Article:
• A District Park such this is designed to serve the recreational needs of a larger neighbourhood or series of neighbourhoods. They are for primarily active recreational uses including lighted athletic fields, playgrounds, courts and parking areas. Various sport user groups rely on District Parks to undertake the various sports programming for youth minor sports across the community.
  • Local Parks and Parkettes are intended to serve the recreational needs of the immediate neighbourhood for active and passive recreational uses. Local Parks contain sports fields, playgrounds, courts and walkways. Smaller Parkettes normally contain playgrounds, seating areas and walkways.

The Town's Official Plan and several Council approved guiding documents help direct the development of our parks. These include the Culture, Parks, Recreation and Open Space Plan (CPROS) and the Sports Facility Strategy (SFS). Both of these studies account for trends, demographics, current inventory and service levels. The SFS determined that the Town lacked a multi-use field for rugby and soccer and also identified the need for pickleball courts; currently one of the fastest-growing activities.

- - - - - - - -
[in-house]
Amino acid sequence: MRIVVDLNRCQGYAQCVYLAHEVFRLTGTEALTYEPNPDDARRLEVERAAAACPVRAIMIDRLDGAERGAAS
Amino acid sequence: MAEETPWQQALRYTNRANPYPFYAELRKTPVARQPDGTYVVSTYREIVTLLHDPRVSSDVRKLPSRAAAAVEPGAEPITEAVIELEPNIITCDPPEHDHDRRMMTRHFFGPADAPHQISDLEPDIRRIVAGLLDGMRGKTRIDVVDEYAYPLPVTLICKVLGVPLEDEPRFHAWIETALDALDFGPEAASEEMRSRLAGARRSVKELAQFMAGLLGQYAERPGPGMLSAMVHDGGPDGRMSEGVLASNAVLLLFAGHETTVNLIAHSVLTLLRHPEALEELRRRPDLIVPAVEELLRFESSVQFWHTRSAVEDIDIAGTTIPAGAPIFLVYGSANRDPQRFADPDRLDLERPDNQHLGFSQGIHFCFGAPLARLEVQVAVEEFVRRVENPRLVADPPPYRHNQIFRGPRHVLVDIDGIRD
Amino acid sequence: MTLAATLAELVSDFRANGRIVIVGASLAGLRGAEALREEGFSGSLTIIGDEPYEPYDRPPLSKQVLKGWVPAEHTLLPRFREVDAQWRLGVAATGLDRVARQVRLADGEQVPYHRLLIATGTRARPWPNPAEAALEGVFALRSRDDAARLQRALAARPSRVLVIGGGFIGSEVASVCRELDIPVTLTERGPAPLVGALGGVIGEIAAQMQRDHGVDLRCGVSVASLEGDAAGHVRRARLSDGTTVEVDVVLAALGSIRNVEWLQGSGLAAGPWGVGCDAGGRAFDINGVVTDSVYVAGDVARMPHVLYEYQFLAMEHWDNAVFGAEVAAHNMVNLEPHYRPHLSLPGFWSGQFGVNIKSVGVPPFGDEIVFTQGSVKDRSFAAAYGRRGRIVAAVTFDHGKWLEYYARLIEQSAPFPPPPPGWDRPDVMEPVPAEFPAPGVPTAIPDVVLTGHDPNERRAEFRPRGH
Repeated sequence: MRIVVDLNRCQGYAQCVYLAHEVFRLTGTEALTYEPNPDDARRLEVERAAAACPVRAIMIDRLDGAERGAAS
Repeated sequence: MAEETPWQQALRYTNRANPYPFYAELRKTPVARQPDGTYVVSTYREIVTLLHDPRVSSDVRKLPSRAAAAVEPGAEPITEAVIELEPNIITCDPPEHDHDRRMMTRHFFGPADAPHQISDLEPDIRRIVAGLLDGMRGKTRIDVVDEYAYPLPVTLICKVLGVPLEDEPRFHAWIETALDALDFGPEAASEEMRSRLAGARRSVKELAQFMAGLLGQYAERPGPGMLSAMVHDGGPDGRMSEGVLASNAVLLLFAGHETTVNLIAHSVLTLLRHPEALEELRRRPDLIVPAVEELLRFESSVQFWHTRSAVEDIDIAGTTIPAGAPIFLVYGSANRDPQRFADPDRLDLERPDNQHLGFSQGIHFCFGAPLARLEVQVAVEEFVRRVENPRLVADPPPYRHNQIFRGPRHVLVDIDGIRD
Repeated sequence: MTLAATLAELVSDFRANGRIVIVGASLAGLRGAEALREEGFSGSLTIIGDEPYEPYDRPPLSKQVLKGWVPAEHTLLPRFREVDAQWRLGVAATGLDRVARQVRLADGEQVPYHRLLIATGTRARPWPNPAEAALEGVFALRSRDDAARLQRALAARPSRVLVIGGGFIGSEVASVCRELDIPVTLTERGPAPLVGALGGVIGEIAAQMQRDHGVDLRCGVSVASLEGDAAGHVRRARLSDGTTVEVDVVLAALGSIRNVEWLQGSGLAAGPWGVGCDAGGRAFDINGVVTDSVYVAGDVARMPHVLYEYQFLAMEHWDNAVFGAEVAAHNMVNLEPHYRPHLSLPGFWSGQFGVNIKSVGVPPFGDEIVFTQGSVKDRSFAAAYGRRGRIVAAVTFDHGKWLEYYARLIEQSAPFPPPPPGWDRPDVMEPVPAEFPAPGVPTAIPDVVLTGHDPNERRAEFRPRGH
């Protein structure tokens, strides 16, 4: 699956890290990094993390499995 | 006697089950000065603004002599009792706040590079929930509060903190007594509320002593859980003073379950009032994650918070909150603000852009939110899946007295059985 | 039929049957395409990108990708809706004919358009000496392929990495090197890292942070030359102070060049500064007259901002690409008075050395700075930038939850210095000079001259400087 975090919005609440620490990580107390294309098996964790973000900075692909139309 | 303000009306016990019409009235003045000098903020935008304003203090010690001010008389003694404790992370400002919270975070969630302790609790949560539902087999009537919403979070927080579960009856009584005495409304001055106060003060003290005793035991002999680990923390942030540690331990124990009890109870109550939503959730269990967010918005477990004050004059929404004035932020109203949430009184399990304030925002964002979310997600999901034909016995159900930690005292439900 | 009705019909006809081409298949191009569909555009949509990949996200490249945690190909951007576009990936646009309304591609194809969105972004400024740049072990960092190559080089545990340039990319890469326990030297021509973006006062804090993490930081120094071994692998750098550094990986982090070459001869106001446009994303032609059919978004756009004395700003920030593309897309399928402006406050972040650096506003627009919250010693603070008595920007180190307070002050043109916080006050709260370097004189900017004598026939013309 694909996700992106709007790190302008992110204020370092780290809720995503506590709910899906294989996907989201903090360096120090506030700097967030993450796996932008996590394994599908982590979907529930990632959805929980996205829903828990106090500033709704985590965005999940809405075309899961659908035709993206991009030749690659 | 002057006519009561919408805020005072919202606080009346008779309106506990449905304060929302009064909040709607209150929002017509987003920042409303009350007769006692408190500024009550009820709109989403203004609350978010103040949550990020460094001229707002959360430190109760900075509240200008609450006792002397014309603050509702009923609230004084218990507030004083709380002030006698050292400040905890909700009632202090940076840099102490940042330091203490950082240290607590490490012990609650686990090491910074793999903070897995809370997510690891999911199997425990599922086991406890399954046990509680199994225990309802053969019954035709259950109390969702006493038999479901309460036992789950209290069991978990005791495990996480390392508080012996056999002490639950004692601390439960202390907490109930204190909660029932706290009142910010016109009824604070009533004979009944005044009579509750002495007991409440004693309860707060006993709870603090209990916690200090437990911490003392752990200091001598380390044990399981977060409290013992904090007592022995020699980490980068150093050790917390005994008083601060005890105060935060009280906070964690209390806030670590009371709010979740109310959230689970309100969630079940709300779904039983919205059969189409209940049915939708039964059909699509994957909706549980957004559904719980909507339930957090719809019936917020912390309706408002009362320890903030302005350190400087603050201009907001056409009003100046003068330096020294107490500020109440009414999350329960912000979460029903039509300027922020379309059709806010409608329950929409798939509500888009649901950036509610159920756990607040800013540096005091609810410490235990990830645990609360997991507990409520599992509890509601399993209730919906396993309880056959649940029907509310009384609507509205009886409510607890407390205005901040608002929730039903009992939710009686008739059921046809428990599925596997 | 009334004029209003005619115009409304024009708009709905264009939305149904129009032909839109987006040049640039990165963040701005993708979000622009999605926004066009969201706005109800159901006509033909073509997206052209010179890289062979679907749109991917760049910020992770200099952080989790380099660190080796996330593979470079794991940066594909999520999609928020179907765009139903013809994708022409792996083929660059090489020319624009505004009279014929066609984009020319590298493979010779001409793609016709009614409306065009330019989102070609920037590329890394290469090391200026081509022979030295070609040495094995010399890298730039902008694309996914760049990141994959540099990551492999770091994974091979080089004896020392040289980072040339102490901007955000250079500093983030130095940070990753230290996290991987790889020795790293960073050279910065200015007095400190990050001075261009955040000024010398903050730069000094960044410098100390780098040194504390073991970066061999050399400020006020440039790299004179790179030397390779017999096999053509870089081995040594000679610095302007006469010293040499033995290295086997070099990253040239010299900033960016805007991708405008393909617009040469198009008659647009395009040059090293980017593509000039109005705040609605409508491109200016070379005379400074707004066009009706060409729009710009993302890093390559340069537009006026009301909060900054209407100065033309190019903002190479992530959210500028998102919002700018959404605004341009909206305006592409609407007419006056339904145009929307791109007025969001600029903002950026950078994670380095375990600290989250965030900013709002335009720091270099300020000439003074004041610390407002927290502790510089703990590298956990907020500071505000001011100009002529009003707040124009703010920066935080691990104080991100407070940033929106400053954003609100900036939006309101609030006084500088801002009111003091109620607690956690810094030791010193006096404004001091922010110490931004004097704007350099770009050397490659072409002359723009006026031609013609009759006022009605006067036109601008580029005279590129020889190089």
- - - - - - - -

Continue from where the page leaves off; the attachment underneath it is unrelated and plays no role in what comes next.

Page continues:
Have additional questions about this project? Email Jill Stanton, Landscape Architect at stantonj@whitby.ca.

CLOSED: This discussion has concluded.
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    Basketball courts..we need more than 1 please. Also has the cultural demographic been considered as you have built out this plan

    ray asked 11 months ago

    The Culture, Parks, Recreation and Open Space Plan (CPROS) and the Sports Facility Strategy (SFS) are Council approved guiding documents that account for trends, demographics, current inventory and service levels for outdoor facilities in Whitby. These two studies help the Community Services team to plan park development for the Town of Whitby. Thank you for question and we will include your input in a future summary of the virtual open house for this district park.